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The Federal Trade Commission is concerned about the state of online privacy, but the agency doesn’t believe it has the legal authority—yet—to take action against unwanted online tracking. Some internet lawyers, however, believe that existing law allows them to take action to punish trackers in court right now. Those crusades have met with little success, however, and would-be privacy plaintiffs won’t take much comfort from a recent ruling against the online marketing company interclick made clear.
When an internet user deletes his or her cookies, it’s often to inhibit online tracking. But some services—including, allegedly, interclick—use so-called “Flash cookies” to re-spawn the HTTP cookie. That is, they take data stored by Adobe’s Flash player and use it to slip a cookie back into the same computer that the user just deleted it from.
The judge threw out the anti-hacking claim entirely, saying that Bose didn’t suffer any real damage to her computer because of Flash cookies. The claim over deceptive business acts was left in against interclick but thrown out against the corporations that did business with it; the tresspass claim against interclick was left in.
Major websites such as MSN.com and Hulu.com have been tracking people's online activities using powerful new methods that are almost impossible for computer users to detect, new research shows.
The new techniques, which are legal, reach beyond the traditional "cookie," a small file that websites routinely install on users' computers to help track their activities online. Hulu and MSN were installing files known as "supercookies," which are capable of re-creating users' profiles after people deleted regular cookies, according to researchers at Stanford University and University of California at Berkeley.
Websites and advertisers have faced strong criticism for collecting and selling personal data about computer users without their knowledge, and a half-dozen privacy bills have been introduced on Capitol Hill this year.
"I now wipe Flash cookies every day with a scheduled .bat script."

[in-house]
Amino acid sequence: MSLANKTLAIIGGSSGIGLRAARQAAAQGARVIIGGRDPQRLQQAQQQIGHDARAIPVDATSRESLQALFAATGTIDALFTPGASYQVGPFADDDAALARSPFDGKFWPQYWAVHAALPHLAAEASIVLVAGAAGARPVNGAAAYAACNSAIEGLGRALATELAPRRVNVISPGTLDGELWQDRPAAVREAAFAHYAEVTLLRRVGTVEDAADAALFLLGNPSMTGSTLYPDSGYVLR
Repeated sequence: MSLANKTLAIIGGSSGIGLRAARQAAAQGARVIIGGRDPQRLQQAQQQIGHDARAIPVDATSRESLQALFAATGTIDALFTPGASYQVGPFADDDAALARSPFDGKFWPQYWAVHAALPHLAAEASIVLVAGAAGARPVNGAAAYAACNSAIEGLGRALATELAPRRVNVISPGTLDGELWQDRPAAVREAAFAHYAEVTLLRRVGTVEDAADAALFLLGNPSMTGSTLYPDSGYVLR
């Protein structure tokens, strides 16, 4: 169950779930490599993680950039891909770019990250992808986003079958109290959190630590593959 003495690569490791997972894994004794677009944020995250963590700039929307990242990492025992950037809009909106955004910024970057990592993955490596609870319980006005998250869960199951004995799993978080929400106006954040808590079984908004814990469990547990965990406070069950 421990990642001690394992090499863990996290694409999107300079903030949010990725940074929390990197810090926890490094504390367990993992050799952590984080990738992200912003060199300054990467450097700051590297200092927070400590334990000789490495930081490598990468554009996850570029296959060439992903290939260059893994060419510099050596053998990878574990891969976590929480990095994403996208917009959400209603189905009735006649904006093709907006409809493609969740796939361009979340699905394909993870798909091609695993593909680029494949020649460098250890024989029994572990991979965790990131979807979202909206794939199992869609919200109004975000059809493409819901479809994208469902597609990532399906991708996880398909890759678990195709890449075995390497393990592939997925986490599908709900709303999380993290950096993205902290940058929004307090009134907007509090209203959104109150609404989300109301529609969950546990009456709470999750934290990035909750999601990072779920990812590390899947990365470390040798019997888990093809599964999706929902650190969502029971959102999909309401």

Any Flash user (including IE users) can prevent Flash from storing anything (including cookies) by using the Flash Settings Manager, which can be invoked, for example, by visiting:
Likewise, to delete existing Flash cookies, visit e.g.:
The "screenshots" that you will see on those pages are actually not images. They are the actual Flash Settings Manager pages.
Its like "stick shift" and "auto" if you can only drive "auto" ..you shouldnt be on the road ..
ln -s /dev/null .macromedia
All of these developments shine more light on the absurdity of the recent EU "cookie laws".
The claim over deceptive business acts was left in against interclick but thrown out against the corporations that did business with it; the trespass claim against interclick was left in.
(from a 47 page, 170 point complaint filed last month)
9. Defendants wanted to ensure they could track Plaintiff, regardless of her browser controls, so they simply worked around them. Defendants commandeered Plaintiff’s computer, repurposing its software and using her computer storage and her Internet connection to bypass her browser controls. Defendants created a shadow tracking system on her computer, effectively
decommissioning the browser cookie controls she had explicitly set. Defendants did so repeatedly, for years, for a significant part of Plaintiff’s Web-browsing, and did likewise to millions of
consumers, for years.
94. Last summer, Plaintiff bought chair pads for her kitchen chairs while shopping at a large chain grocery store. At a self-service checkout kiosk, she swiped her store loyalty card and paid for the chair pads with a credit card and also swiped her store loyalty card. Shortly after Plaintiff returned home with her purchase, she checked her e-mail. She was very surprised to receive a Web-enabled e-mail message containing an advertisement from an online merchant for
the same chair pads she had just bought.
95. Plaintiff subsequently discovered that, despite her use of browser controls, Defendants
had been tracking her online activities and had stored a number of files on her computer.
96. The files Defendants stored on her computer were not browser cookies. They were Adobe Flash Local Stored Objects (LSOs).
137. The means by which Defendants obtained such information, and the reasons Defendants engaged in its campaign to circumvent user deletion of cookies demonstrate the confidential character of such information and users’ efforts to protect it.
This isn't about "cookies" -- and to say a case was "thrown out" is adding to the type jibber-jabber judges need to weed through to figure out the technical implications of what greedy corporations like AOL do to consumers.
AOL and it's "Patch.com" property have recently inked a partnership with American Express for "local deals" (they want to get some of the groupon like ad revenue)... Patch's TOS will permit AOL and AMEX to share your info -- so next time you get denied a car loan or get charged a higher credit card rate it could be because you watched a Huffington Post, Dailyfinance.com, Patch.com or other AOL content news video about foreclosure or bankruptcy -- and the flash based video placed an .SOL file in a hidden directory on your computer and the "partners" shared the info.
Why bother cleaning them? Block them altogether.
Did you untick "allow third party ...."?